Wednesday, December 17, 2003
In a special meeting on Dec. 10, the White Salmon City Council broke a deadlock and voted 3-1 to make the Community Youth Center the city's top priority for its share of the annual landfill fund.
Although the Youth Center at 453 E. Jewett is clearly a worthy cause and young people in our community deserve a lot of support, given the other pressing needs in the community, this decision, this year, was unjustified.
Each year, the Klickitat County Economic Development Authority (EDA) makes money available for a variety of projects to benefit communities around the county. The money comes from revenue the county takes in for allowing other municipalities to use the regional landfill at Roosevelt.
The main reason why financial support for the Youth Center should not have been forthcoming this year is simple: This marks the third time in the last four years that White Salmon's EDA money has gone toward this general cause, and this year in particular, there were more critical projects under consideration.
Last year, $25,000 for the Henkle Middle School Project Open Door after-school program was the city's top EDA priority (the money was provided). Although Project Open Door is not directly linked to the Community Youth Center, it nevertheless is geared toward the same age group, and Project Open Door proponents volunteer at the Youth Center. And in 2001, the city's number one EDA request was for over $37,000 to re-roof, insulate, and repair the Youth Center building. The EDA paid for that project as well.
Both of those were important projects and legitimate high priorities that deserved funding. Yet by directing another $21,500 toward the Youth Center in 2004, the council has tilted too often in the same direction. That leaves other needs unfunded.
Further, the Youth Center proposal is vague, to put it mildly. There is a real possibility the EDA board will not approve this request, because nothing tangible is set out in the project. It simply calls for the funds to be used "to improve, enhance the programs, and keep the Youth Center open year round." Exactly how this money will be spent is still unclear.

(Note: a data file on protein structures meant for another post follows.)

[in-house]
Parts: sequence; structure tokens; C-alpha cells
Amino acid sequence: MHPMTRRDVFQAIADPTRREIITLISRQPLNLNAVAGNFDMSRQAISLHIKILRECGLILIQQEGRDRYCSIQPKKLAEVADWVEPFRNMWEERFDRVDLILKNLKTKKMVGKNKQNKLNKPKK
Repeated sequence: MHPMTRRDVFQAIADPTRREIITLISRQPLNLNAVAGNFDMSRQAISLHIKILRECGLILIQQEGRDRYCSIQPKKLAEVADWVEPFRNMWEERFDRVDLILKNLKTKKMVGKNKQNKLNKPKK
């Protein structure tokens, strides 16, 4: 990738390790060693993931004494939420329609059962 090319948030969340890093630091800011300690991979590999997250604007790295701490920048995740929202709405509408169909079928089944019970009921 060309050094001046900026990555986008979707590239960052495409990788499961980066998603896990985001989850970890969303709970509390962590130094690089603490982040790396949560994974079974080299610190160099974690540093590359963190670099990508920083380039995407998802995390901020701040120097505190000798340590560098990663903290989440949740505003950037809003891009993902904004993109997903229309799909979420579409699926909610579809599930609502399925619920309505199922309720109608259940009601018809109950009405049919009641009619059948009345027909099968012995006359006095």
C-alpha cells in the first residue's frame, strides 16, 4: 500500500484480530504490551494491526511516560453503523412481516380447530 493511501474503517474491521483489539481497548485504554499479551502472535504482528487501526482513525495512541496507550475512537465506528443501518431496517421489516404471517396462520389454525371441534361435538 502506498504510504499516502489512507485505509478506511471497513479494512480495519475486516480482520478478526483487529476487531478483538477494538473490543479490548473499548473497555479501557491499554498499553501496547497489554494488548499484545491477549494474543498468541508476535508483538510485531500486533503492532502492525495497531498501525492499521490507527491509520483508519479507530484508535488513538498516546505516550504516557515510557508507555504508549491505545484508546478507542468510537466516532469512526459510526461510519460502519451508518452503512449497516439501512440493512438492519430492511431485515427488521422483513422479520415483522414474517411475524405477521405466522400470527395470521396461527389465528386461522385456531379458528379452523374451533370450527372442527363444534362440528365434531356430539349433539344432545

Last year, the EDA rejected a joint request from Bingen and White Salmon to fund an animal control facility because the proposal was not regarded as specific enough. This proposal is even more nebulous.
During last week's special meeting, council members Penny Morris and Susan Gookin pushed for funding for a new four-wheel drive police car (approximately $28,000) to be ranked as the city's top priority, while councilors Susan Benedict and Tim Stone wanted $21,500 to support the Youth Center.
In the end, to break the 2-2 tie, Morris agreed to make the Youth Center funding top choice for White Salmon for 2004. However, Morris said she was doing so only with the stipulation that the Youth Center not be allowed to come back for additional funding for 2005.
Citizens of White Salmon deserve to see concrete results from its share of the landfill fund. Certainly, purchase of a new four-wheel-drive police car would fit that mold, and the new rig is badly needed: Currently, the only 4WD vehicle in the Police Department's fleet was built in 1990.
Public safety benefits all citizens, including young people. The view here is, this was a year when that new police car, help in paying for a new tanker truck for the Fire Department (the White Salmon Fire Department has a woefully-deficient 1966-era water tanker with a 750-gallon capacity), or finally getting an animal shelter built all made more sense than the dubious proposal the council ended up approving.